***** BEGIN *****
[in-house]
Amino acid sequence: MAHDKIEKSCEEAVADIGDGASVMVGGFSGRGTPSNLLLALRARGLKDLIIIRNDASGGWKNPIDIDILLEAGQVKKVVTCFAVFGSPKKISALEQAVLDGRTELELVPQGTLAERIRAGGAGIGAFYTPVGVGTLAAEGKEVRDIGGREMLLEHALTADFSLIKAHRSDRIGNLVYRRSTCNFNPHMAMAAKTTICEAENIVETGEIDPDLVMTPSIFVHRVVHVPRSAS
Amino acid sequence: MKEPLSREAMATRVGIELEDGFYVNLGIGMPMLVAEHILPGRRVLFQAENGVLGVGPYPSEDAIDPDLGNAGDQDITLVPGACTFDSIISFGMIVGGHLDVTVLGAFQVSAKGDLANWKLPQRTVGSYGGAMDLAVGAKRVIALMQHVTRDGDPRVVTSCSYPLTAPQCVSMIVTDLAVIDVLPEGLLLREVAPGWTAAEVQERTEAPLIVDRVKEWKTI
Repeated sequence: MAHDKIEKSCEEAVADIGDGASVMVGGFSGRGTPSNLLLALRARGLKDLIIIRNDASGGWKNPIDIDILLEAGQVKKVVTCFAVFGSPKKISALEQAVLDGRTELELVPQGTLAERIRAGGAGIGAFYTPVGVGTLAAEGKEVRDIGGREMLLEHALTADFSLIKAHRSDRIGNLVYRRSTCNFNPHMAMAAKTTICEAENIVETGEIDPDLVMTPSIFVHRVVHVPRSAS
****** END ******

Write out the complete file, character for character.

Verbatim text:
[in-house]
Amino acid sequence: MAHDKIEKSCEEAVADIGDGASVMVGGFSGRGTPSNLLLALRARGLKDLIIIRNDASGGWKNPIDIDILLEAGQVKKVVTCFAVFGSPKKISALEQAVLDGRTELELVPQGTLAERIRAGGAGIGAFYTPVGVGTLAAEGKEVRDIGGREMLLEHALTADFSLIKAHRSDRIGNLVYRRSTCNFNPHMAMAAKTTICEAENIVETGEIDPDLVMTPSIFVHRVVHVPRSAS
Amino acid sequence: MKEPLSREAMATRVGIELEDGFYVNLGIGMPMLVAEHILPGRRVLFQAENGVLGVGPYPSEDAIDPDLGNAGDQDITLVPGACTFDSIISFGMIVGGHLDVTVLGAFQVSAKGDLANWKLPQRTVGSYGGAMDLAVGAKRVIALMQHVTRDGDPRVVTSCSYPLTAPQCVSMIVTDLAVIDVLPEGLLLREVAPGWTAAEVQERTEAPLIVDRVKEWKTI
Repeated sequence: MAHDKIEKSCEEAVADIGDGASVMVGGFSGRGTPSNLLLALRARGLKDLIIIRNDASGGWKNPIDIDILLEAGQVKKVVTCFAVFGSPKKISALEQAVLDGRTELELVPQGTLAERIRAGGAGIGAFYTPVGVGTLAAEGKEVRDIGGREMLLEHALTADFSLIKAHRSDRIGNLVYRRSTCNFNPHMAMAAKTTICEAENIVETGEIDPDLVMTPSIFVHRVVHVPRSAS